Great Fountain Geyser sits in the middle of one of the prettiest sinter formation in the park. The sinter forms a series of terraced concentric reflective pools around the geyser's 16' diameter vent. Even if the geyser isn't erupting, it is worth driving past to see the pools. They make a very pretty picture at sunset.
Great Fountain is a fountain-type geyser. Its interval range from 9 to 15 hours but its short term average interval is usually stable enough that the eruptions can be predicted to within an hour or two. Great Fountain's maximum height ranges from about 75 feet to over 220 feet. Its duration is usually about one hour but durations of over two hours have been seen.
Great Fountain is a major geyser but many people, when hearing it erupts to over 200 feet, are disappointed by its more common maximum of less than 100 feet. For this reason, Great Fountain has earned a number of pejoratives, such as The Great Flounder. The smaller eruptions of Great Fountain are still large and pretty but pale in comparison to the truly large eruptions. It is the hope of seeing one of the rare but spectacularly large eruptions that tends to bring the geyser gazers back to Great Fountain time after time.
Great Fountain erupts in a series of distinctly spaced bursts. The first group of bursts lasts about ten minutes. Then there is about a five minute quiet period followed by another five or so minutes of activity. These quiet and active episodes continue until the end of the eruption. There can be over seven active periods in the eruption. Usually the first period of activity is the tallest and strongest, with the first and sometimes the second burst being the strongest of the eruption. Sometimes, the largest burst will occur during the third active period. This especially seems to happen when the first period has been uninspiring. Rarely, large bursts will continue long into the eruption. There have even been a few reports of 100 feet plus bursts in the fifth and sixth periods.
Great Fountain has two types of truly spectacular behavior. A Superburst is an exceptionally tall burst of water, over 150 feet. Some superbursts have reached 230 feet. Superbursts, when they occur, are usually the first burst of the eruption but they have been know to sometimes occur later in the eruption. A Blue Bubble occurs when a calm and still pool of water is domed up by a large expanding steam bubble. As the steam bubble rises and expands, the entire 16 foot wide pool of water is lifted and domed outward creating a beautiful blue bubble. Once the steam reaches the surface the water explodes outward and upward. Blue bubbles most commonly occur at the start of the eruption but the have been known to occur at the start of other active periods, especially the third. A fair number of blue bubbles result in a superburst but not all.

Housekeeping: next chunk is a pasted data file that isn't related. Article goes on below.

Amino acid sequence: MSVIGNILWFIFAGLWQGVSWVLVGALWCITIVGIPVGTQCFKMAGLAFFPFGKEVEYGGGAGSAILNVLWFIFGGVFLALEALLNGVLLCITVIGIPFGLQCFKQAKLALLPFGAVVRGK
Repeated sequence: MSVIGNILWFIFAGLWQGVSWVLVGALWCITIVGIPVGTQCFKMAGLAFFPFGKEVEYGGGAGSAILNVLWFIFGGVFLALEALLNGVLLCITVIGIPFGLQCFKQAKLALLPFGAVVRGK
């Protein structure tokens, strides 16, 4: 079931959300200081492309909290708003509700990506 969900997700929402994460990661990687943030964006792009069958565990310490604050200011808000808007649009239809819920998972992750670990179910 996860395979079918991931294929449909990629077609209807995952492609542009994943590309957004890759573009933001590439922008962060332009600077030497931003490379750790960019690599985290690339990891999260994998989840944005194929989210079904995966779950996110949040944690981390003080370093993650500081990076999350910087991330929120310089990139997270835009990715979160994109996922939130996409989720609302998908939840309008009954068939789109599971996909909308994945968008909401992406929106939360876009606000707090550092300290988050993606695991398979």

Great Fountain sometimes goes through a Wild Phase. During a wild phase, Great Fountain seems to forget how to end an eruption. Ten to fifty foot play continues for hours to days. Once the play finally ends, Great Fountain usually takes a few days to recover before returning to "normal" eruptions. Interestingly, wild phases mainly occur late in the year.
|Great Fountain begins overflowing from its crater into the basins around the vent about 70-100 minutes prior to the eruption. Great Fountain has been known to start overflowing and then stop a short time later. These false overflows can not be used to predict the eruption. Once the overflow starts, you need to wait a few minutes to be sure that the overflow continues. Once you are sure that the overflow isn't going to stop, then you can use the 70-100 minute window to predict the geyser accurately.
About 30-60 minutes after the overflow starts, small bubbles will appear in an arc along one edge of the pool. This boiling slowly grows in intensity and the arc continues to grow until it finally forms a circle of boiling completely around around the edge of the pool. The boiling continues to periodically grow until there is a one meter tall boil. For timing purposes, this is the official start of the eruption. The bursting play may start immediately after the one meter boil or it may wait for a few minutes before starting. The time between the first one meter boil and the first burst is called the pause. If you are fortunate, the geyser may go completely quiet during the pause. While it may be nerve wracking to see the pool quiet like this for as much as nine minutes, it is a good omen. Blue bubbles form best when the pool is calm and some people feel that a quiet pause is also a good omen for an exceptionally tall eruption. While I can understand the logic behind the blue bubble claim, I'm not sure about the height claim.
The first few bursts usually pour out a lot of water. It is fun to watch the wave of water as it spreads out and then tumbles over the concentric terraces of the sinter formation.
Determining the end of the eruption is hard. Just when you think it has had its last active period, it will throw in another. But, eventually it does end.
The geyser refills quickly. Noisily boiling water can be seen a few inches down in the pool shortly after the eruption. If you've just arrived at the geyser, be careful not to confuse this post play boiling for the preplay boiling. This can be problematic when conditions are steamy. The post play boiling occurs while the geyser is below overflow. The preplay boiling occurs after the geyser is in over overflow. The post play boiling will continue for a couple hours after the eruption. Finally the pool will become calm again and then start to slowly rise as it prepares for the next eruption.